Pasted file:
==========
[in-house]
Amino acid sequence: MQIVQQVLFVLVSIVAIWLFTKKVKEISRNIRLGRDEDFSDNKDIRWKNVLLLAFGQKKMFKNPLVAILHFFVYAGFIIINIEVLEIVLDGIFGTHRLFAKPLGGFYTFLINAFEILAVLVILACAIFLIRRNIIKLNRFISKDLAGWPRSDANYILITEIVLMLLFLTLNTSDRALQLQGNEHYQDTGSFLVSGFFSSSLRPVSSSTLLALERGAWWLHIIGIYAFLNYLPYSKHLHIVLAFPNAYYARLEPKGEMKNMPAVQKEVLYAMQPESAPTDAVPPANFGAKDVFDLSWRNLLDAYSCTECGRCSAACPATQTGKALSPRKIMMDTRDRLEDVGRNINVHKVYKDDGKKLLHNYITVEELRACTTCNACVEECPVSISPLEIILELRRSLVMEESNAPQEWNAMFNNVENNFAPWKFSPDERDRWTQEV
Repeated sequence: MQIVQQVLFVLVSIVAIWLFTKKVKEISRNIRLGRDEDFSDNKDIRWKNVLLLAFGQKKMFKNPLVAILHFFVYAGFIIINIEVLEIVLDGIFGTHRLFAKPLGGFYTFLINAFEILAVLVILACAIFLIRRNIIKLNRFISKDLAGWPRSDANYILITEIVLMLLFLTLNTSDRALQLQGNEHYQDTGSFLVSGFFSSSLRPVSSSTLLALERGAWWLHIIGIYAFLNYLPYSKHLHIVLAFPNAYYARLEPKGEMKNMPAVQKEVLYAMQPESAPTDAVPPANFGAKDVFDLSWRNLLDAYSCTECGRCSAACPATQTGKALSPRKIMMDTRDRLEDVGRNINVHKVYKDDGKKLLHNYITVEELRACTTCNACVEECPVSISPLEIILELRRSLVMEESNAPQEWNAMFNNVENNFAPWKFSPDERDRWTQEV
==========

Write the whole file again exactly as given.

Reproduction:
[in-house]
Amino acid sequence: MQIVQQVLFVLVSIVAIWLFTKKVKEISRNIRLGRDEDFSDNKDIRWKNVLLLAFGQKKMFKNPLVAILHFFVYAGFIIINIEVLEIVLDGIFGTHRLFAKPLGGFYTFLINAFEILAVLVILACAIFLIRRNIIKLNRFISKDLAGWPRSDANYILITEIVLMLLFLTLNTSDRALQLQGNEHYQDTGSFLVSGFFSSSLRPVSSSTLLALERGAWWLHIIGIYAFLNYLPYSKHLHIVLAFPNAYYARLEPKGEMKNMPAVQKEVLYAMQPESAPTDAVPPANFGAKDVFDLSWRNLLDAYSCTECGRCSAACPATQTGKALSPRKIMMDTRDRLEDVGRNINVHKVYKDDGKKLLHNYITVEELRACTTCNACVEECPVSISPLEIILELRRSLVMEESNAPQEWNAMFNNVENNFAPWKFSPDERDRWTQEV
Repeated sequence: MQIVQQVLFVLVSIVAIWLFTKKVKEISRNIRLGRDEDFSDNKDIRWKNVLLLAFGQKKMFKNPLVAILHFFVYAGFIIINIEVLEIVLDGIFGTHRLFAKPLGGFYTFLINAFEILAVLVILACAIFLIRRNIIKLNRFISKDLAGWPRSDANYILITEIVLMLLFLTLNTSDRALQLQGNEHYQDTGSFLVSGFFSSSLRPVSSSTLLALERGAWWLHIIGIYAFLNYLPYSKHLHIVLAFPNAYYARLEPKGEMKNMPAVQKEVLYAMQPESAPTDAVPPANFGAKDVFDLSWRNLLDAYSCTECGRCSAACPATQTGKALSPRKIMMDTRDRLEDVGRNINVHKVYKDDGKKLLHNYITVEELRACTTCNACVEECPVSISPLEIILELRRSLVMEESNAPQEWNAMFNNVENNFAPWKFSPDERDRWTQEV